This is ZappasGuitar's Typepad Profile.
Join Typepad and start following ZappasGuitar's activity
Join Now!
Already a member? Sign In
ZappasGuitar
Recent Activity
No doubt the brotherhood is organized, but its influence in Egyptian affairs is overblown for political purposes in the West. They do not enjoy popular support, metropolitan or rural (the traditional base of opposition in Egypt). I'd like to know what metrics you use to define 'most organized.' The Egyptian people are much more urbane and politically diverse than the image sold to us as a weak, poorly educated and poorly organized populace subservient only to autocrats or religious zealots. In the interest of brevity, I'd point you to an article by Juan Cole on the great disparities between Iran circa '79 and Egypt of today: http://www.juancole.com/2011/02/why-egypt-2011-is-not-iran-1979.html One key point from that article: Labor in Egypt is back (over 3k labor actions since 2004). Their influence seems slightly more substantial than your characterization of 'no organization, no political power.' Remember, during Nasser's reign, real wages for Egyptians increased dramatically as land reform and nationalization of key industries such as concrete production occurred. During Mubarak's reign, and as a result of economic liberalization, the country has seen GDP growth of around 5% [World Bank LINK: http://tinyurl.com/4lhdr7f ], yet the benefits have been accrued by an élite while average wages stay stagnant (hm, strangely like the United States.) The future of Egypt is unknown, but it seems that economic justice must figure prominently in any new government's agenda. Surely the brotherhood, if they are to feature in a new government, could not provide this on their own. (Sidenote: el-Ikhwan is not Al-Qaeda whom they hate or the Iranian shia clergy. They are not a boogy man.)
In response to JR's question: the protests will continue and Mubarak will likely be removed. Food shortages/price hikes, economic contraction, and the repression of communications are all verifying the calls of the protesters that Mubarak is corrupt, inept, and must leave. Another question: will the security apparatus built by Western powers stay intact, and will Egypt remain a key piece on the board? I'd bet yes, even with new leadership that is rhetorically independent of American, European or Israeli influence. Suez and oil price stability are far too important to those powers. edit: ie, 'Mubarak without Mubarak.'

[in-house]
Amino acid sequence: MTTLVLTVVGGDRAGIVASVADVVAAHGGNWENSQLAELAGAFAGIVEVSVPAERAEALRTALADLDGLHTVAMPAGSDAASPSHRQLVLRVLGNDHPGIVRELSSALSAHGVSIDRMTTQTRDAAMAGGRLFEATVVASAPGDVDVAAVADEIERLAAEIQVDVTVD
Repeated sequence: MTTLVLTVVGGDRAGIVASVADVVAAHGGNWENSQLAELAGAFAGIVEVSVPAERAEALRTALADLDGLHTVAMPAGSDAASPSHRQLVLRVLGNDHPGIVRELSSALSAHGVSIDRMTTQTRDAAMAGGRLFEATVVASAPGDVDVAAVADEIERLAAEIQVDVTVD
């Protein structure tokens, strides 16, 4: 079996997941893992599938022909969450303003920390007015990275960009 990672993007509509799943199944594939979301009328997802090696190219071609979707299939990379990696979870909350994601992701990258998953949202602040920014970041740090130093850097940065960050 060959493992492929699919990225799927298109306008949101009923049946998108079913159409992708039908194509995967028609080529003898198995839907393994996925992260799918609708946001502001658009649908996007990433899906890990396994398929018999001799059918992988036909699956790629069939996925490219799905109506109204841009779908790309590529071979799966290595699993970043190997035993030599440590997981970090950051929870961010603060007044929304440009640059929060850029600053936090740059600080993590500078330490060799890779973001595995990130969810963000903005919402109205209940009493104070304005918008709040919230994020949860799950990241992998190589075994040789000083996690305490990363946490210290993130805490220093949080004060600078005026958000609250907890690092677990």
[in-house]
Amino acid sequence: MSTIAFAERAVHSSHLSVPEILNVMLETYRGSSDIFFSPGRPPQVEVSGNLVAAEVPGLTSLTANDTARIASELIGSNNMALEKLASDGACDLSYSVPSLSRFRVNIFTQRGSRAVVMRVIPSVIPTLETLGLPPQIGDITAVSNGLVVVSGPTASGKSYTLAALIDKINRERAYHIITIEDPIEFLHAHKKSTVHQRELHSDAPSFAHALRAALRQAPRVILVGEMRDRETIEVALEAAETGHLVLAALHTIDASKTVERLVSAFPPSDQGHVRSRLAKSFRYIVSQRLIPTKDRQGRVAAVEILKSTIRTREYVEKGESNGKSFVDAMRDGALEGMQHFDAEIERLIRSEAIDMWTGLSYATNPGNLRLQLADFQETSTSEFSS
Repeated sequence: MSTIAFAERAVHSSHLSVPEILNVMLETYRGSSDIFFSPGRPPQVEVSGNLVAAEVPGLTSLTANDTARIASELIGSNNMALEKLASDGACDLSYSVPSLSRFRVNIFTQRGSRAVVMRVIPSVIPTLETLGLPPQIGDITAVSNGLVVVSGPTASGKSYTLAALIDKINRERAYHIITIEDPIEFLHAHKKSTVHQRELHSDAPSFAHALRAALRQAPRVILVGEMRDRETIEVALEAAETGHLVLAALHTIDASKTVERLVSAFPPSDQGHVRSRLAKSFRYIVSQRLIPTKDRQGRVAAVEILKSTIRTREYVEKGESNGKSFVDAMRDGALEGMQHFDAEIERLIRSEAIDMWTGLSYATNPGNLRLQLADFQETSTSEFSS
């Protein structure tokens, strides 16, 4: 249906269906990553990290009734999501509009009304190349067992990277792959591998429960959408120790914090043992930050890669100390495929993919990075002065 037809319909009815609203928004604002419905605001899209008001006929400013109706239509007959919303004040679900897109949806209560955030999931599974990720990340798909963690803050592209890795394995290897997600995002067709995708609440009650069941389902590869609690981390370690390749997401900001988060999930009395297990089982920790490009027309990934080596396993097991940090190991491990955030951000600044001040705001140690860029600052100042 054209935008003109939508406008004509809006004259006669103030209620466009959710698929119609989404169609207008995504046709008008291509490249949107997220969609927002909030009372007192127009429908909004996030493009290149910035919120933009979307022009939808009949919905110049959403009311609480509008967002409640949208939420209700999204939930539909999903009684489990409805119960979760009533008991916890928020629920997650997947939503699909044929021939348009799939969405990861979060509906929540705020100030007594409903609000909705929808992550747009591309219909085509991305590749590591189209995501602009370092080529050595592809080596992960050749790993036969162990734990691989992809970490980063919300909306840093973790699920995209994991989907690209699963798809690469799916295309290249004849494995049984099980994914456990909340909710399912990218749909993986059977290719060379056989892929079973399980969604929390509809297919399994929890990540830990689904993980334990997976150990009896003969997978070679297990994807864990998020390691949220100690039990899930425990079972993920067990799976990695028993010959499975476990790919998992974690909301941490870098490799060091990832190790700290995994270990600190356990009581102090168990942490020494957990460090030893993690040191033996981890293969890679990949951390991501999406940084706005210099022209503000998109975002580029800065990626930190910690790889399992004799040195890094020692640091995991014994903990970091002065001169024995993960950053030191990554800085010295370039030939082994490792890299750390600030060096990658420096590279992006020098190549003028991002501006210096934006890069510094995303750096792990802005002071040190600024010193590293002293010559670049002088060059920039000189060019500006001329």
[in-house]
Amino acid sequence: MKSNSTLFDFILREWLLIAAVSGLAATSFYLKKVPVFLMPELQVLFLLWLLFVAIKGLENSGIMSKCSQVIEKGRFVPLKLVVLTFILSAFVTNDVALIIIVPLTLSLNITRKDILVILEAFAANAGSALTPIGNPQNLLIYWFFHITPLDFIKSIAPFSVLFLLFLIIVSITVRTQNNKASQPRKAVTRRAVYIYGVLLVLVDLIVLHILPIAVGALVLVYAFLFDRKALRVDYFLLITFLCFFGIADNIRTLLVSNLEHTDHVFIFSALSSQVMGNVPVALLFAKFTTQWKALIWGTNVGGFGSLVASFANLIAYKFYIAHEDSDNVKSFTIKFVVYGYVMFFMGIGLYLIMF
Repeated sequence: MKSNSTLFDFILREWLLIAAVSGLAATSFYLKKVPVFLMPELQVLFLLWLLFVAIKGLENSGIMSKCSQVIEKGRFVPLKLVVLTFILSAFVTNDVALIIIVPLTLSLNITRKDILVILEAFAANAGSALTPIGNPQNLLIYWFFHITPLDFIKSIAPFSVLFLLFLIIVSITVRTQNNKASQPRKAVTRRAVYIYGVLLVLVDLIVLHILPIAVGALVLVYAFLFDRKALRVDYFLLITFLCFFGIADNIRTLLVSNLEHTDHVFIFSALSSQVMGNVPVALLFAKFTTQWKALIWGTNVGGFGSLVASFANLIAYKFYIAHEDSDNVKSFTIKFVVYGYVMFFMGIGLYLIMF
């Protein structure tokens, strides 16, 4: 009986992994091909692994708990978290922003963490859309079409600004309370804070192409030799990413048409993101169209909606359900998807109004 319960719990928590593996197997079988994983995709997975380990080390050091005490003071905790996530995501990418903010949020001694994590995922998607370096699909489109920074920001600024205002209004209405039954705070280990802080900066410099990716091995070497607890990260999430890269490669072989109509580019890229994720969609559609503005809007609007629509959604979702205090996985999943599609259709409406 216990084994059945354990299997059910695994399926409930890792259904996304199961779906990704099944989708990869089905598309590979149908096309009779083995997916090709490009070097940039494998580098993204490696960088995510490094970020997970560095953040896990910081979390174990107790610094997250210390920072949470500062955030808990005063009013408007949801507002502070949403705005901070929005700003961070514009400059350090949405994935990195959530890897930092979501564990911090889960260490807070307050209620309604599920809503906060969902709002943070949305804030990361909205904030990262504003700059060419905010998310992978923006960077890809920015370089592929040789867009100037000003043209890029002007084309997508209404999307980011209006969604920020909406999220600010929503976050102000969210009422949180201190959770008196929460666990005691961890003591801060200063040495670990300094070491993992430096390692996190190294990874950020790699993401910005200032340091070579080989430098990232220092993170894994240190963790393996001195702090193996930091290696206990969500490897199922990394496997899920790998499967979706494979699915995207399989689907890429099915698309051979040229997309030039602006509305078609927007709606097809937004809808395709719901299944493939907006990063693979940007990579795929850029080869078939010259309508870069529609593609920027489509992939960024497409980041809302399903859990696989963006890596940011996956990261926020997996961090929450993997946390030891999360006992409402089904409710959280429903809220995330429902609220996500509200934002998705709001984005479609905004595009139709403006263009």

You might want to be more specific when you use the word 'Islamist.' Are you talking about Islamic Group, the brotherhood, or something else entirely? As for 'playing into their hands,' I don't see it. Yes, the removal of the Mubarak regime will benefit the Muslim Brotherood, but that is obvious arithmetic: they are an outlawed yet tolerated group, and sans the Mubarak regime their open participation in politics is virtually guaranteed. They are the ONLY 'Islamist' group with a large-scale following, yet are still in the minority. Witness the fact that the Muslim brotherhood did not participate in the protests until FRIDAY, days after they had begun. Their leadership is understandably cautious, given the decades of repression they have experienced, long before Mubarak's time. Most Egyptians, especially the urban youth behind these protests, are not members or sympathetic towards the brotherhood. I point you to Brynjar Lia's book on the Muslim Brotherhood: http://tinyurl.com/4muce7f [google books]
Where do you get the idea that Egypt would be more aggressive? Sadat is fondly remembered in Egypt because of the Camp David accords and what they brought to Egypt: peace and the dignity of having a security agreement on the Sinai and the Suez. There is absolutely no evidence that the protests against the Mubarak regime have an expansionist element. Your post is complete conjecture, likely based on snippets of ill informed Western press.
Membership list of the International Emissions Trading Association, the big 'non-profit' lobby pushing for a GHG market: http://www.ieta.org/ieta/www/pages/index.php?IdSiteTree=1249
Yawn @ Chris. My 2 cents: Leave the preaching about justice for elsewhere. We should take what Sherman said to heart: "You cannot qualify war in harsher terms than I will. War is cruelty, and you cannot refine it." You really want to get into a debate over "good guys and bad guys" when we're talking about the NIGER DELTA? Any human rights researcher would file a report condemning all parties (HRW has, in fact: http://www.hrw.org/en/reports/2007/01/30/chop-fine), so let's just leave it at that. JR has been documenting the successes of Okah and his org for a long time on this website. It'll be great to read the minutes of their conversation, if they're made public. Cant wait!
Toggle Commented Oct 25, 2009 on HENRY OKAH! at Global Guerrillas